Then there are the new mortgage sourcing systems. The benefits of these are indisputable. They save time, trouble and money at every stage in the mortgage provision chain. And of course their built-in compliance facilities are a lifeline without which many small broker firms and individuals would be lost from the industry forever.

For the straightforward ‘standard’ mortgage clients these systems will hum away invisibly, fast tracking applications and serving the end user as admirably as they service the provider. But most brokers are not generally in the ‘standard applicant’ business. Good brokers are at their best when they are problem solvers, finding mortgage solutions for those the high street cannot or will not help.

It is here that sourcing systems, for all their benefits, should be treated with some caution. Most systems are operated by networks, mortgage clubs and packagers and can be customised to restrict the system’s access to the specified lending panel only. If that panel happens to include a suitable number of innovative, customer-focused lenders who offer brilliant market-leading products, then all well and good. But if the panel is lacklustre, then we return to the argument about what is ‘representative’ of the market as a whole. The distributors must therefore ensure the correct mix of lenders are brought with them in their post-regulation proposition.

Another issue is that even advanced technology is a blunt instrument compared to the human brain. Systems complement flexible thinking, but they are no substitute for it, especially in applications that are less than straightforward, as Neil Hall,director at Mortgage Choice, explains: “A central theme of the new regulations is ‘suitability’ in that it is our task as brokers to understand the client’s individual needs and then find them the most suitable solution – in fact that is something every broker worth their salt has always done, so nothing new there.

“Where emphasis has changed is in the application of a ‘default’ option, which automatically assumes the cheapest option offered by the system is the most suitable one unless we can justify different advice. In our experience, we often find the best mortgage option is not the cheapest one.”

Urgent request

Andy Downes, managing director of HFS Mortgages, echoes this sentiment: “Sometimes you get a client who is in a competitive situation and needs their mortgage to be completed quickly. In that situation it is no good offering the lowest cost mortgage on your system if you know decisions from that lender might be slow. You are better shifting down the list to a lender who will give your client fast service – even if their product ends up costing a few pounds more a month.”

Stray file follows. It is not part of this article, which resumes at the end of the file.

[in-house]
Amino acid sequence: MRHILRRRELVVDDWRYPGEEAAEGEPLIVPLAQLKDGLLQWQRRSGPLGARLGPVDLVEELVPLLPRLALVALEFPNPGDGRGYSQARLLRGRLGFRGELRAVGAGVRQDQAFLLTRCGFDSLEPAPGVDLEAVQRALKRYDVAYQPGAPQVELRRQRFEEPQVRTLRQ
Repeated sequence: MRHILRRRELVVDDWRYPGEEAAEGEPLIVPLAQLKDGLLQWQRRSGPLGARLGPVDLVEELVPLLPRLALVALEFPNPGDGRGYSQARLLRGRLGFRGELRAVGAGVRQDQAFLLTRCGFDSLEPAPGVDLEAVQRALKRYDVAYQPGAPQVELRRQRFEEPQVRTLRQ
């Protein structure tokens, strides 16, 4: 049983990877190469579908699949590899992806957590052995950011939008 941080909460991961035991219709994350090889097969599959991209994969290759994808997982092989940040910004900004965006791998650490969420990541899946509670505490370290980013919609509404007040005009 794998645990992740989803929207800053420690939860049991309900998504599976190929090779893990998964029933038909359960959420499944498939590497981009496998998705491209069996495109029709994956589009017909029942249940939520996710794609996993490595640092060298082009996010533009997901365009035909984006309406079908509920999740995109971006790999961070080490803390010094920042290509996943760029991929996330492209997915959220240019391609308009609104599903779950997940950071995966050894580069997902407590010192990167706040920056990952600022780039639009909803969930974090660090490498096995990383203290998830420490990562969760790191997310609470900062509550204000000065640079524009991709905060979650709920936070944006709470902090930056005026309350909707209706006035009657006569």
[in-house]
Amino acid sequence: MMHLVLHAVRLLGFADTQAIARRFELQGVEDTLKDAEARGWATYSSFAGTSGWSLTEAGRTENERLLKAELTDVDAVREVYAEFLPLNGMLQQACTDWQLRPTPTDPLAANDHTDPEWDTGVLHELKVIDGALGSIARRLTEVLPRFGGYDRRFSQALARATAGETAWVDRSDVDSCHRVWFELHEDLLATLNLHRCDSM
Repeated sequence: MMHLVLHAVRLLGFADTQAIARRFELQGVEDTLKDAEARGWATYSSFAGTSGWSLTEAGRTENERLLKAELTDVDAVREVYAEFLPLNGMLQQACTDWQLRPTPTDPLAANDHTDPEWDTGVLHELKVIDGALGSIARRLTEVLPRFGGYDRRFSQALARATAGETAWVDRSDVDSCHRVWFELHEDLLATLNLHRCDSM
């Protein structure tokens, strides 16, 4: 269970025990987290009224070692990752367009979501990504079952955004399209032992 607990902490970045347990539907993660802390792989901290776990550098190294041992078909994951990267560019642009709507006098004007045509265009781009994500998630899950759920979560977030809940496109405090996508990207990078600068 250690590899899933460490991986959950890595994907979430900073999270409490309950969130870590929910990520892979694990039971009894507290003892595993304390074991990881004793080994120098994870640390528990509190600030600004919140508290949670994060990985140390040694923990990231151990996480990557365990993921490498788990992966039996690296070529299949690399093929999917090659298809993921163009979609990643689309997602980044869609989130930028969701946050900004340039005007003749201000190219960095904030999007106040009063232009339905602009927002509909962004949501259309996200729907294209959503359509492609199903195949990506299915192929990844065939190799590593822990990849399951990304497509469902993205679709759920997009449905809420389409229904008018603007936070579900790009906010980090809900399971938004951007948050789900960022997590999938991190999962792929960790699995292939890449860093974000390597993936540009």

Another example of the need for flexible interpretation of system search results is if an applicant is borderline. If a broker is familiar with one lender’s underwriting requirements and is sure they will be sympathetic, it could be better to approach them than go to a lender who has a lower cost product, but a less accommodating attitude.

Clearly, if a broker recommends a deviation from a system’s ‘default’ lowest cost mortgage, the reasons for the recommendation must be put in writing as part of the quotation.

Most lenders welcome the main thrust of the regulations, but there are still some questions over the details. It seems the FSA has got itself into a pickle over self-cert for the employed and self-employed. Given that the Inland Revenue proactively moved to self-assessment (or self-certification of income) some years ago without any significant differentiation between employed and self-employed it seems at odds for the FSA to try to draw a distinction. This does seem to ignore the enormous changes in work and income patterns in recent years – the massive growth in buy-to-let mortgages is a case in point – how many employed people have invested their savings in bricks and mortar and derive income from a portfolio of properties?

In conclusion, while regulation will undoubtedly protect the borrower from inappropriate selling, the industry must keep a close eye on whether each customer is indeed getting the very best mortgage product and advice for their needs – enjoying the same transparency they get when they buy a car.

key points

Brokers who choose AR status may be restricted by their principal’s lender panel.

Sourcing systems can sometimes struggle with all the complexities of self-cert mortgages to the detriment of the client.

The FSA appears to be ignoring changes in people’s work and income patterns by restricting the application of self-cert to the self-employed.